Some time ago, on the refrigerator in the centre's kitchen, there used to be a picture of a little girl, dressed up in a cowboy outfit....turns out that this was our Sister as a young girl whose very hero was none other than Roy Rogers (and very definitely NOT Dale Evans!). That little piece of historical trivia explains a lot about Sister.
OK, she doesn't keep a horse or carry a gun.....but she is certainly one small, powerhouse of a woman who charges forth into uncharted territory and could be described as a "pistol" (although pistol and Buddhist nun in the same sentence......not sure about that!)
With training and credentials (McMaster University, Gestalt Institute) in philosophy, human resources, addictions and mental health she is well-qualified for her work. Through her mindful practice and devotion to the Buddha's teachings , she works tirelessly, with kindness and compassion, to provide accessible workshops, seminars, counseling, outreach programs, to name but a few, to help one and all awaken to their fullest human potential. A lofty goal, but with quiet dignity, she stays true to her path inspiring all.
Here is her interview.
Compassionate: How many years have you practiced this way of eating?
Sister Tinh Quang: Since 1973.
Compassionate: What motivated you to adopt this particular diet?
Sister Tinh Quang: I was asked a couple of questions by a meat-eater, who was just making an observation. "How can you be eating a pork chop while you cuddle a kitten? How do you determine which animal is okay to kill and which one isn't?" I was given pause to think. I liked pigs very much. Why was it okay to eat them? Suddenly, it wasn't okay anymore.
Compassionate: What challenges do you face to maintain this lifestyle?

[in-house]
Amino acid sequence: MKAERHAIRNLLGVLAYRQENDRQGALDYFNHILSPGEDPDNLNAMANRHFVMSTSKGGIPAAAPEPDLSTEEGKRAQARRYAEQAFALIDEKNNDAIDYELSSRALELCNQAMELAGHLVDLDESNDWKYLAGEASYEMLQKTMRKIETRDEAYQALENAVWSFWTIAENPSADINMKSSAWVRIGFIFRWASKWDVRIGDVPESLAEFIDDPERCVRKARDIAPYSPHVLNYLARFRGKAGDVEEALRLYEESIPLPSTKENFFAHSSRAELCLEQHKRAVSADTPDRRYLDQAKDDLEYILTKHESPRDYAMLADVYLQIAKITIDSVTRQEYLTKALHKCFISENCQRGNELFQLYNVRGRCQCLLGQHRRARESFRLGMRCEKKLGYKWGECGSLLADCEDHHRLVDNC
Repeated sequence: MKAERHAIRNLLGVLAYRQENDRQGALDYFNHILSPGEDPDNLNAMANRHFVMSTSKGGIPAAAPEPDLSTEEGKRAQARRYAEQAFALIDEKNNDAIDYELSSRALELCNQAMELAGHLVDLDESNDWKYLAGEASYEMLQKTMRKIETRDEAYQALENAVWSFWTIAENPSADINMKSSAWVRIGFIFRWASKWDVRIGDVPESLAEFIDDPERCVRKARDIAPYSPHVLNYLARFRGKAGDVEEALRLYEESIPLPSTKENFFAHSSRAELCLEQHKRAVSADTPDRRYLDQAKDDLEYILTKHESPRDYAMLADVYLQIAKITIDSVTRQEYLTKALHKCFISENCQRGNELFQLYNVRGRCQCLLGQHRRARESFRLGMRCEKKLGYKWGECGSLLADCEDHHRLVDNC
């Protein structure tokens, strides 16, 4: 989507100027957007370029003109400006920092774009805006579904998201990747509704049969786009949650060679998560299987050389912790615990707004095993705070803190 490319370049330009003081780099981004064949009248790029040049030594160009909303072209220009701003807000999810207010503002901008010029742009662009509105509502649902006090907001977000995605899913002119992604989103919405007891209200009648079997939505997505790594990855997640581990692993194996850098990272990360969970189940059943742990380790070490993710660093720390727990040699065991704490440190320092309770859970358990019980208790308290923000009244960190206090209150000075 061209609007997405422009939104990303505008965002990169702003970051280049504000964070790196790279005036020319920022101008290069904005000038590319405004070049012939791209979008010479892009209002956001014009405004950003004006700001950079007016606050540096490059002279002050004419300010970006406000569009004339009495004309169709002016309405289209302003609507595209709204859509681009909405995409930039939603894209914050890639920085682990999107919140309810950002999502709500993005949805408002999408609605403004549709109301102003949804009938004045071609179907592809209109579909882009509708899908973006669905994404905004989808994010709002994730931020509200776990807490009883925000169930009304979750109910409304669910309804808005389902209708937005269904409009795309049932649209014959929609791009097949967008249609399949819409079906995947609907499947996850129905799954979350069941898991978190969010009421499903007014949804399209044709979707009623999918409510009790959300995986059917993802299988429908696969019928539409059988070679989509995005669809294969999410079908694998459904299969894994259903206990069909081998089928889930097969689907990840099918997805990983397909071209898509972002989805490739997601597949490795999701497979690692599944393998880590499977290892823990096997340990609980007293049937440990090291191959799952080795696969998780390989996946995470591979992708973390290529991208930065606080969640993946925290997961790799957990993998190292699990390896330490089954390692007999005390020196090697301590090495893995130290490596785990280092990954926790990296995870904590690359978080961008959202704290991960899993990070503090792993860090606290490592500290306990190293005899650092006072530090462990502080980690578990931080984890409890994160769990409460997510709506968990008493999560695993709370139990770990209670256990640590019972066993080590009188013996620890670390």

Sister Tinh Quang: I try to eat as close to vegan as I can, but it is not easy. As a monastic, I must accept whatever food is offered. Luckily, I'm not given meat, but sometimes I am given eggs, or dairy by well-meaning people. I'm leaving for Mongolia in a few weeks, and though I will be with monastics for most of the time there, the first 2 days will be a challenge, as I must find my own meals. I understand that finding vegetarian in Mongolia can be quite challenging.
Compassionate: If you could give tips or advice to someone new to this type of eating, what would it be?
Sister Tinh Quang: Learn as much as you can about nutrition, without becoming to dogmatic about it. Also, get yourself some good vegetarian cookbooks or go on the web - lots and lots of blogs with recipes and information. When I became vegetarian in 1973, there were very few vegetarians around, no internet, and any cookbooks had inedible (to me) recipes. Luckily, I knew some Hindus who helped me learn to cook healthy vegetarian meals. Before consulting with them, I ate a lot of grilled cheese and French fries, and boiled everything else. Not very appetizing.
Compassionate: What is your favourite meal?
Sister Tinh Quang: I enjoy most pasta dishes. I love tofu, now that I know how to prepare it properly (that took a few years). However, my favourite meal is very simple. A bowl of miso soup with cubed tofu, sprinkled with sesame seeds or cilantro. This is followed by brown basmati rice, covered with a vegetarian Korean Bipimbop. Spicy and tasty.
Compassionate: Have you noticed any changes in yourself since you began eating this way?
Sister Tinh Quang: I have to remember back as the changes were most evident in the beginning. I had more energy, and became more aware of what I was putting into my body. Before becoming a vegetarian I would look at a field of cows and think, "oh, how nice, a field of cows". Now, when I see them I see fellow travelers on this planet, who have a right to live a natural, cow life, and have as much right to be here as I do.